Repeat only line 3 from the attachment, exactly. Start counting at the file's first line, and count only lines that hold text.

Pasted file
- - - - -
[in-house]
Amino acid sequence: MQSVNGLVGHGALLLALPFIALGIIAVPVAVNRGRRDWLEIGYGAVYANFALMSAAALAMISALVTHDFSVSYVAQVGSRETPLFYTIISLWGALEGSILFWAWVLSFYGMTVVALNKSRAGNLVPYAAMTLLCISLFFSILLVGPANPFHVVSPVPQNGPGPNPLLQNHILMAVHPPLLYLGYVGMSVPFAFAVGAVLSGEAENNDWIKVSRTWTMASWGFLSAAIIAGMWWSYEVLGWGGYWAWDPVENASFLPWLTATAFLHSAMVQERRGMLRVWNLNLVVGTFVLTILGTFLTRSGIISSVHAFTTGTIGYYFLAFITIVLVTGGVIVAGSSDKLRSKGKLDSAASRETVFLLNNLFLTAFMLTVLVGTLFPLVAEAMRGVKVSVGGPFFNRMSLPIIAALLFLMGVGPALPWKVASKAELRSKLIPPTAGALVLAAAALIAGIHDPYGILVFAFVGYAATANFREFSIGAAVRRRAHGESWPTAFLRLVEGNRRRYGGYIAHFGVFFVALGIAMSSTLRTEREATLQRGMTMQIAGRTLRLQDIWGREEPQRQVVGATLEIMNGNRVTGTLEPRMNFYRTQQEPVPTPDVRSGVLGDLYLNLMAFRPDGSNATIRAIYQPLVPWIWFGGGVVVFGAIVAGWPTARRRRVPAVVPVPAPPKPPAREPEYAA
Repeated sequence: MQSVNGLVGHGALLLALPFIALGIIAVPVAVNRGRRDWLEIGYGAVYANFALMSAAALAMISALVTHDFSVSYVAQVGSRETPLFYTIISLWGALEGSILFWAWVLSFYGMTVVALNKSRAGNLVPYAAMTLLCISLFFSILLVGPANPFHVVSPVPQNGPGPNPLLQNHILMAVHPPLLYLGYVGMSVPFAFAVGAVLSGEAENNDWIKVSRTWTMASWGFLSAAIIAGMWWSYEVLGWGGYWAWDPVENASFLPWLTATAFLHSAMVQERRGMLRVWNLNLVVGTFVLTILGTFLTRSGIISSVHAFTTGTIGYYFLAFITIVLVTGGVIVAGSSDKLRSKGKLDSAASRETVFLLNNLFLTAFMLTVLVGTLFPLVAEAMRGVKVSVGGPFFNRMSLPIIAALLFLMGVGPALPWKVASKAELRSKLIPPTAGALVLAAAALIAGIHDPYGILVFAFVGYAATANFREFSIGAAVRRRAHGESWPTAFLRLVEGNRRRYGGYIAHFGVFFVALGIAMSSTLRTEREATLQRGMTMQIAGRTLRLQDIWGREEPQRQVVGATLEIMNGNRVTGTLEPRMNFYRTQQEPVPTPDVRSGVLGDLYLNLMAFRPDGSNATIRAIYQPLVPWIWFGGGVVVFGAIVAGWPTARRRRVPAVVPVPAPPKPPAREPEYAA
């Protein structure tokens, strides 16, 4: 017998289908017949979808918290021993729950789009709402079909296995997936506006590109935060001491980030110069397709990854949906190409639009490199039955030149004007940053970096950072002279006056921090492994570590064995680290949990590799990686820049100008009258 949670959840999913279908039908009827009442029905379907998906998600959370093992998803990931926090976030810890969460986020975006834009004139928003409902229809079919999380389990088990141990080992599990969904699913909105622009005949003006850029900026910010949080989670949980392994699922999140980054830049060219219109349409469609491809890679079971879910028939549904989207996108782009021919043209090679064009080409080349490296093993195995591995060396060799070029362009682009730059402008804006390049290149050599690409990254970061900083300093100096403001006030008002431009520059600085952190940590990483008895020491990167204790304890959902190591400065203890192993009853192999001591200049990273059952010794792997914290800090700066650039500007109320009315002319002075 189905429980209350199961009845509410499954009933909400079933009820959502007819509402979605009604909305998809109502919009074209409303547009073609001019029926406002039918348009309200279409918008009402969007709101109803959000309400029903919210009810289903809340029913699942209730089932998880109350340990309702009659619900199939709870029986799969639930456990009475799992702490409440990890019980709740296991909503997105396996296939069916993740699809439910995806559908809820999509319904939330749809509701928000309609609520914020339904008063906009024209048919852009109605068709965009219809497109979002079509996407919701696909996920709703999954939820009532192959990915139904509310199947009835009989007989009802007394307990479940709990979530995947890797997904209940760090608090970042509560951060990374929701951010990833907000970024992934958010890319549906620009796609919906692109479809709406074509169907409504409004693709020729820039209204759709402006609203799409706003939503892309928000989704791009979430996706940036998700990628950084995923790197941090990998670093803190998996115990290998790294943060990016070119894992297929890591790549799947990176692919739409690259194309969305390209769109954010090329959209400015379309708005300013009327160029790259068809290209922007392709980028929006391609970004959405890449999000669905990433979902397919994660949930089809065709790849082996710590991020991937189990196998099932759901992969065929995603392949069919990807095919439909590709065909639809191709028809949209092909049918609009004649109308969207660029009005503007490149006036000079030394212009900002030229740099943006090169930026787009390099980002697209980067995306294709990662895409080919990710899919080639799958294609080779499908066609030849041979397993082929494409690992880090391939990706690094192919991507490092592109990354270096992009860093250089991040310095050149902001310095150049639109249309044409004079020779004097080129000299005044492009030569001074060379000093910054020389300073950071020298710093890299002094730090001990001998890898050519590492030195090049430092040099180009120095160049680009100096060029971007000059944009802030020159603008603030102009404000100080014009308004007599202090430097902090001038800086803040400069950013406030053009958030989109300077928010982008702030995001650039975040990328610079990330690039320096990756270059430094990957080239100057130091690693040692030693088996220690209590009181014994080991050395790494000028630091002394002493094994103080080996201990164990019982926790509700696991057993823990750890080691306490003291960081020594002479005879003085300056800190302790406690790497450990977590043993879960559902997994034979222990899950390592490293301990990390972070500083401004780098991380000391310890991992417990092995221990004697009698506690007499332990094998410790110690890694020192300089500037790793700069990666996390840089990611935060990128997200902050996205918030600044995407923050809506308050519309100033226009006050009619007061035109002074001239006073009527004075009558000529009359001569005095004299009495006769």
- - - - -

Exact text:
Repeated sequence: MQSVNGLVGHGALLLALPFIALGIIAVPVAVNRGRRDWLEIGYGAVYANFALMSAAALAMISALVTHDFSVSYVAQVGSRETPLFYTIISLWGALEGSILFWAWVLSFYGMTVVALNKSRAGNLVPYAAMTLLCISLFFSILLVGPANPFHVVSPVPQNGPGPNPLLQNHILMAVHPPLLYLGYVGMSVPFAFAVGAVLSGEAENNDWIKVSRTWTMASWGFLSAAIIAGMWWSYEVLGWGGYWAWDPVENASFLPWLTATAFLHSAMVQERRGMLRVWNLNLVVGTFVLTILGTFLTRSGIISSVHAFTTGTIGYYFLAFITIVLVTGGVIVAGSSDKLRSKGKLDSAASRETVFLLNNLFLTAFMLTVLVGTLFPLVAEAMRGVKVSVGGPFFNRMSLPIIAALLFLMGVGPALPWKVASKAELRSKLIPPTAGALVLAAAALIAGIHDPYGILVFAFVGYAATANFREFSIGAAVRRRAHGESWPTAFLRLVEGNRRRYGGYIAHFGVFFVALGIAMSSTLRTEREATLQRGMTMQIAGRTLRLQDIWGREEPQRQVVGATLEIMNGNRVTGTLEPRMNFYRTQQEPVPTPDVRSGVLGDLYLNLMAFRPDGSNATIRAIYQPLVPWIWFGGGVVVFGAIVAGWPTARRRRVPAVVPVPAPPKPPAREPEYAA